Posts Tagged ‘superimposed

03
Oct
10

Zaha Hadid : MAXXI National Museum of XXI Century Arts

The MAXXI National Museum of XXI Century Arts by Zaha Hadid Architects has won this
year’s RIBA Stirling Prize for the greatest contribution to British architecture in the past year.

Architect : Zaha Hadid
MAXXI National Museum
XXI Century Arts
Rome

Architect : Zaha Hadid
MAXXI National Museum
XXI Century Arts
Rome

Architect : Zaha Hadid
MAXXI National Museum
XXI Century Arts
Rome

Architect : Zaha Hadid
MAXXI National Museum
XXI Century Arts
Rome

Architect : Zaha Hadid
MAXXI National Museum
XXI Century Arts
Rome

Architect : Zaha Hadid
MAXXI National Museum
XXI Century Arts
Rome

“An interesting thing about the museum in Rome is that it is no longer an object, but rather a field, which implies that many programs could be attached to the museum. It’s no longer a museum, but a center. Here we are weaving a dense texture of interior and exterior spaces. It’s an intriguing mixture of permanent, temporary and commercial galleries, irrigating a large urban field with linear display surfaces. It could be a library; there are so many buildings that are not standing next to, but are intertwined and superimposed over one another. This means that, through the organizational diagram, you could weave other programs into the whole idea of gallery spaces. You can make connections between architecture and art – the bridges can connect them and make them into one exhibition. That gives you the interesting possibility of having an exhibition across the field. You can walk through a whole segment of a city to view spaces. In Rome, the organization will allow you to have exhibitions across the field, but they can also be very compressed, so you have a great variety.” Zaha Hadid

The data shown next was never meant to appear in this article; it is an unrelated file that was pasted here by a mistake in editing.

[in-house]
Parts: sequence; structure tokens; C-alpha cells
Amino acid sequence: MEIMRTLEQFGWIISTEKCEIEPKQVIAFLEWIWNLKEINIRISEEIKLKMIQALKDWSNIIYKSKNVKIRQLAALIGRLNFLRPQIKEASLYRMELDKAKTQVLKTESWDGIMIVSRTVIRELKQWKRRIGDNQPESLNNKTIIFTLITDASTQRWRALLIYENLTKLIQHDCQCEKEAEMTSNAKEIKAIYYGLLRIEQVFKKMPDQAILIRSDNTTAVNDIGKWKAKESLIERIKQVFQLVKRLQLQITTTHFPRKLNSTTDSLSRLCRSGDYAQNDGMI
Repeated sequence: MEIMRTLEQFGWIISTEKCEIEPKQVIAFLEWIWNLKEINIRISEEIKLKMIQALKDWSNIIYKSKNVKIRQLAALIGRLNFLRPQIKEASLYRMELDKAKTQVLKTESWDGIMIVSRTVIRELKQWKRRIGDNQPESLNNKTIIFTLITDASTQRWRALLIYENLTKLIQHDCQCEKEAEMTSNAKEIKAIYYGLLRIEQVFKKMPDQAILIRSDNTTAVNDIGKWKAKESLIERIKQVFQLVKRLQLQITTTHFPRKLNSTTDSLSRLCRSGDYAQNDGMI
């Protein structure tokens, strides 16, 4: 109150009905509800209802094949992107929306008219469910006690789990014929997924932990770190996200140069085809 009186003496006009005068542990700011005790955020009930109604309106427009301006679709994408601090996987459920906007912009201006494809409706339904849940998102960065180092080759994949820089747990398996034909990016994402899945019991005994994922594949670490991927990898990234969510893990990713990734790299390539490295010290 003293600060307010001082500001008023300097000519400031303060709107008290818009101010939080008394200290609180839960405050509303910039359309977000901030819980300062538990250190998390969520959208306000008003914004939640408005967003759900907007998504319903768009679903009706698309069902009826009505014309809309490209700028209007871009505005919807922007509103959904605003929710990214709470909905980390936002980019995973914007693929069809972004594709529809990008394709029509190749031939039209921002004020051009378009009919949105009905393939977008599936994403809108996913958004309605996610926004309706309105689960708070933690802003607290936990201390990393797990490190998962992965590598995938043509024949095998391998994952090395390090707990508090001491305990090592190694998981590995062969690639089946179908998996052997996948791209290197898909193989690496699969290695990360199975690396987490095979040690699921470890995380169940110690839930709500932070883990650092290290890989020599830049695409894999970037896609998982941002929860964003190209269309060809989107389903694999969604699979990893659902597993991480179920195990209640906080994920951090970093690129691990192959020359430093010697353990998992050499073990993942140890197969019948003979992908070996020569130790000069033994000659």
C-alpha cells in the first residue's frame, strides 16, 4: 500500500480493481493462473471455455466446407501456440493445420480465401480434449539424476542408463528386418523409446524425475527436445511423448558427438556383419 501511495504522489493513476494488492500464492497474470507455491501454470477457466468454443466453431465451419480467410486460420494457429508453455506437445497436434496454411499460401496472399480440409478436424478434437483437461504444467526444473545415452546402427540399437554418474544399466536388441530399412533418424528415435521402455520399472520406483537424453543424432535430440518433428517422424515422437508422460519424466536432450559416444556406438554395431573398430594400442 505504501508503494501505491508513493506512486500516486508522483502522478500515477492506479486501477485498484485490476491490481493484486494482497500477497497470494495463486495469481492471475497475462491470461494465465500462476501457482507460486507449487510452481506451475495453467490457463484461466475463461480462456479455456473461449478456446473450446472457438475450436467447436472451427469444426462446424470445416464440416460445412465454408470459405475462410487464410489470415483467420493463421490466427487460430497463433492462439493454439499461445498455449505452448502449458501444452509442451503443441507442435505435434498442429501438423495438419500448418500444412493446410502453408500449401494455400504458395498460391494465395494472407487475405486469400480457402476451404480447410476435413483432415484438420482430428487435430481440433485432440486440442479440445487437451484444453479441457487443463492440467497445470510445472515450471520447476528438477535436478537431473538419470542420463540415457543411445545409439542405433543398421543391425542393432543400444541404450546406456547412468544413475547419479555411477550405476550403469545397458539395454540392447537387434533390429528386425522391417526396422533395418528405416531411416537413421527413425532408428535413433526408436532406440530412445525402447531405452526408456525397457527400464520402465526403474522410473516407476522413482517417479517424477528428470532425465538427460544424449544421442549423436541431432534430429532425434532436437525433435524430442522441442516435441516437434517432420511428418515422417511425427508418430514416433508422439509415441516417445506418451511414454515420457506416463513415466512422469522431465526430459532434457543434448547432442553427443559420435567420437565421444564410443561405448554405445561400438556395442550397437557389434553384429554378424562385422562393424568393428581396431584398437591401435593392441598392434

[Extract : Dezeen]

MAXXI : Website

Zaha Hadid : Website

Photographer : Luke Hayes

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21
Sep
10

Jenny Okun : Photography

Bergamot White Triptych
Los Angeles, California, U.S.A.
Inkjet Print
1997

Morphosis Beverly Building Triptych
Los Angeles, California, U.S.A.
Inkjet Print
1988

Getty Shadows Triptych
Los Angeles, California, U.S.A.
Inkjet Print
1997

Getty Terrace Triptych
Los Angeles, California, U.S.A.
Inkjet Print
1997

Carmy House Floor Triptych
Los Angeles, California, U.S.A.
Inkjet Print
1995

Okun records architectural structures through multiple exposures. Using a large-format Hasselblad camera, she takes a picture, then advances the film only slightly to achieve a layering effect. A single image may comprise six such overlays, which might then become part of a triptych. Okun’s background is in film, so it follows that the spatial information unfolds sequentially; the images are fragmented and superimposed, causing unexpectedly lyrical interpretations of buildings and space to emerge.

Yet for all their abstraction, what is also compelling about these images is their essentially traditional approach to the documentation of architecture. These days, architectural photography tends to consider circumstances beyond the built form:- climate, use, landscape, and human accessibility — to position the building in its social and environmental context. Okun, however, sticks to the structural facts; her images read as formal records and revelations of space, form, color, and light.

[Extract : Metropolis Magazine, May 1996 : Harmonious Fragments By Akiko Busch]

Craig Krull Gallery

Jenny Okun : Website

Kashya Hildebrand Gallery




Ai : Series : Photography Book

aesthetic investig...
By Azurebumble

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